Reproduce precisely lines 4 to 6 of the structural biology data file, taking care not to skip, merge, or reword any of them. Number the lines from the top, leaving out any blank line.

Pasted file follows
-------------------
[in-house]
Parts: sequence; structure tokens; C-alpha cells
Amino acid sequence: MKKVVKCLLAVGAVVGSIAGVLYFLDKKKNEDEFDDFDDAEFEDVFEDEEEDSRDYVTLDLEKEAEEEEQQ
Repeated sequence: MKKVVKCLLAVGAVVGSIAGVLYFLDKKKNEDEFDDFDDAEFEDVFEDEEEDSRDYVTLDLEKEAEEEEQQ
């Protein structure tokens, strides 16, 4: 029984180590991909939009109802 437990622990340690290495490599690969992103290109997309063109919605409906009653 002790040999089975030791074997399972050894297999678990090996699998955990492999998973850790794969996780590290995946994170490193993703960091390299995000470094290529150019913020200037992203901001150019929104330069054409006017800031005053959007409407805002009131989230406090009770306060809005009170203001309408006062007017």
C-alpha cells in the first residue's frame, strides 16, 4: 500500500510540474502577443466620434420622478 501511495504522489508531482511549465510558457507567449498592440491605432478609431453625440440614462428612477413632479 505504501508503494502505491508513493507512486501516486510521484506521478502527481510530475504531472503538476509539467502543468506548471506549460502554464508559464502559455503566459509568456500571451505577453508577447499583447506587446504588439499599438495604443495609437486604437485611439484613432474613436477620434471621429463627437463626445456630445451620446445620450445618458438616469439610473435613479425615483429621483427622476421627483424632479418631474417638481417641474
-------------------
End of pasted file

Repeated sequence: MKKVVKCLLAVGAVVGSIAGVLYFLDKKKNEDEFDDFDDAEFEDVFEDEEEDSRDYVTLDLEKEAEEEEQQ
């Protein structure tokens, strides 16, 4: 029984180590991909939009109802 437990622990340690290495490599690969992103290109997309063109919605409906009653 002790040999089975030791074997399972050894297999678990090996699998955990492999998973850790794969996780590290995946994170490193993703960091390299995000470094290529150019913020200037992203901001150019929104330069054409006017800031005053959007409407805002009131989230406090009770306060809005009170203001309408006062007017």
C-alpha cells in the first residue's frame, strides 16, 4: 500500500510540474502577443466620434420622478 501511495504522489508531482511549465510558457507567449498592440491605432478609431453625440440614462428612477413632479 505504501508503494502505491508513493507512486501516486510521484506521478502527481510530475504531472503538476509539467502543468506548471506549460502554464508559464502559455503566459509568456500571451505577453508577447499583447506587446504588439499599438495604443495609437486604437485611439484613432474613436477620434471621429463627437463626445456630445451620446445620450445618458438616469439610473435613479425615483429621483427622476421627483424632479418631474417638481417641474